Volume 93, Issue 4

Wednesday, May 28, 1999


Senate revisions disable confusion

Western removes toxic substance

Post-secondary funding, taxes fuel debate

London population grows stagnant

OSAP repayment plan gets facelift

Birthday suits now welcome in mega city

Public suports more funding



In the city

Senate revisions disable confusion

By Paul-Mark Rendon
Gazette Staff

A blurred line has become a little clearer for students with disabilities, thanks to a recently revised university policy accommodating disabled students.

Last week's Senate meeting witnessed the safe passage of a policy which governs how Western will handle requests for academic accommodation from students with physical and learning disabilities. The Senate Committee on Academic Policy and Admissions recommended the revised policy to clear up ambiguities which accompanied the old procedure.

Brian Timney, SCAPA's vice-chair, said there had been some confusion over the definition of the term "disability," which left some students unassisted because they could not prove their conditions. He added the revised policy will better serve all cases of both physical and learning disabilities.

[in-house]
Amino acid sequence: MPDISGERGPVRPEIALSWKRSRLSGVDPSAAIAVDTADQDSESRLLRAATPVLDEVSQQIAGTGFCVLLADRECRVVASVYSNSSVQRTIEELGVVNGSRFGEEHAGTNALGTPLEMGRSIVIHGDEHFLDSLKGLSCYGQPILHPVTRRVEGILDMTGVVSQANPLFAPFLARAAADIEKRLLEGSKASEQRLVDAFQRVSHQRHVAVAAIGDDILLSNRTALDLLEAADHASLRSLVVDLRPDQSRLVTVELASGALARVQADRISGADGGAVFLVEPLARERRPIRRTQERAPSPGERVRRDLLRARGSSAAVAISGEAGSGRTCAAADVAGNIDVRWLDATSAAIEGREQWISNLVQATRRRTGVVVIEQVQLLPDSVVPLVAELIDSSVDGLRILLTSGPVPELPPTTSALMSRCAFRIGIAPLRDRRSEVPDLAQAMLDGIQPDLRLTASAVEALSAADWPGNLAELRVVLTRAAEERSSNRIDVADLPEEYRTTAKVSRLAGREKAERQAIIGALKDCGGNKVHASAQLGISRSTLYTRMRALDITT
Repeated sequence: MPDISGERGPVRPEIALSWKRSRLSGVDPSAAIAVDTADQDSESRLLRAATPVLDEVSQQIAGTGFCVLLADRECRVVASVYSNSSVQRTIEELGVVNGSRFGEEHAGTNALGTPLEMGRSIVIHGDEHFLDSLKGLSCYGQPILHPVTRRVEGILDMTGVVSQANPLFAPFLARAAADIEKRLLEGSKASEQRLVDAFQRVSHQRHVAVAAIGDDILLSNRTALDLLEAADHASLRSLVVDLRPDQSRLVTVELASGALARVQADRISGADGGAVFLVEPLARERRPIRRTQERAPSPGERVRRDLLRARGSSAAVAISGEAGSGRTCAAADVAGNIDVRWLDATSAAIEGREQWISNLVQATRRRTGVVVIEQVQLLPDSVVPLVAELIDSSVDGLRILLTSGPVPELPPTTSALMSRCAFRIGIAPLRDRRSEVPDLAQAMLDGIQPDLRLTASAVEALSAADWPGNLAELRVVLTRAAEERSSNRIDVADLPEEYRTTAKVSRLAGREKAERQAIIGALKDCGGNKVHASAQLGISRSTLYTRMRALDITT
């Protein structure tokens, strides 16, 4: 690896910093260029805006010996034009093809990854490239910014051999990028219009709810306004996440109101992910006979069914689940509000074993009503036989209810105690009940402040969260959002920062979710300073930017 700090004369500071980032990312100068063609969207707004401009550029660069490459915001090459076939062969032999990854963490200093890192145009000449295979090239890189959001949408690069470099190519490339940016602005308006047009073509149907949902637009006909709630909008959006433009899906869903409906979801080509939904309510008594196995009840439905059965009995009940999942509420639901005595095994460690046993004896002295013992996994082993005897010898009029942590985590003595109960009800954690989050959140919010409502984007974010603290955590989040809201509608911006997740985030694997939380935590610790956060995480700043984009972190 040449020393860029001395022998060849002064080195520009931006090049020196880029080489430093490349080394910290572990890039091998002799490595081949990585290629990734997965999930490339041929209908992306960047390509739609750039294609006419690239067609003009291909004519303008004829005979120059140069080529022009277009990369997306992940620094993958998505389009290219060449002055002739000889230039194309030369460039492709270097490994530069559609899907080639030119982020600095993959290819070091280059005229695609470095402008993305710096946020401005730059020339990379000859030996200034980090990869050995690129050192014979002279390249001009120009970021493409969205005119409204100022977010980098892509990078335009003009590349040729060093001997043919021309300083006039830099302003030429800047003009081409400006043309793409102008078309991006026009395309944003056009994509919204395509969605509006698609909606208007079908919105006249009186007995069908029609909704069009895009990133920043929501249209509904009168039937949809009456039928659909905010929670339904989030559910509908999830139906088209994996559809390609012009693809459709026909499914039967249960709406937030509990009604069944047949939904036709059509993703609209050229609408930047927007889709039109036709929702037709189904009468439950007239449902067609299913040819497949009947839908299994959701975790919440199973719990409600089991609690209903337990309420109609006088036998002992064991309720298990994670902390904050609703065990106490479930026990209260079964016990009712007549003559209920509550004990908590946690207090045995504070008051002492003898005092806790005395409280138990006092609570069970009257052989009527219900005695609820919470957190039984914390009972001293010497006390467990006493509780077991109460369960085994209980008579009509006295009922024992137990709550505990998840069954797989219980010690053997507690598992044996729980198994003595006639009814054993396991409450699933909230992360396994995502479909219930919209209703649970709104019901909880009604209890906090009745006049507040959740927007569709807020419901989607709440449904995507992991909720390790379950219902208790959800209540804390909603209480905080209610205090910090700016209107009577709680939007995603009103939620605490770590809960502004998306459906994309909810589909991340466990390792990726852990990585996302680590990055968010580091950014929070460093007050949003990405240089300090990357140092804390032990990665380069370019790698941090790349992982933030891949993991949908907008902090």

The altered procedure outlines responsibilities for students, instructors, department chairs and deans as well as the Services for Students with Disabilities, an office which assesses the needs of those asking for accommodation, he said.

Timney added of the 249 students who asked for academic accommodation during the 1997-98 school year only 117, or 0.5 per cent, of the overall student body came away with any accommodation.

"The problem that [did] arise is that some felt they didn't want to give accommodation," Timney said of faculty members who were skeptical about students' claims they had learning disabilities.

Although not an enormous change, Timney said the two substantive changes made to the policy were in the area defining "academic integrity" and procedural timelines or deadlines on when students must report to the SSD.

Steve Lupker, a psychology professor, put forward an amendment to change the wording of the concept "academic integrity," as he said he felt it was not clearly defined and posed a threat to fairness in the classroom.

The amendment was defeated as several senators felt it would have opened the policy up to misinterpretation.

Greg Moran, Western's acting president, said the proposed change would have only cluttered the issue. "The revised policy will be easier to implement and will give rise to fewer conflicts and debates that will make it more effective."

"We're trying to look for a policy to ensure students with disabilities are treated fairly while protecting academic standards," he added.

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Copyright The Gazette 1999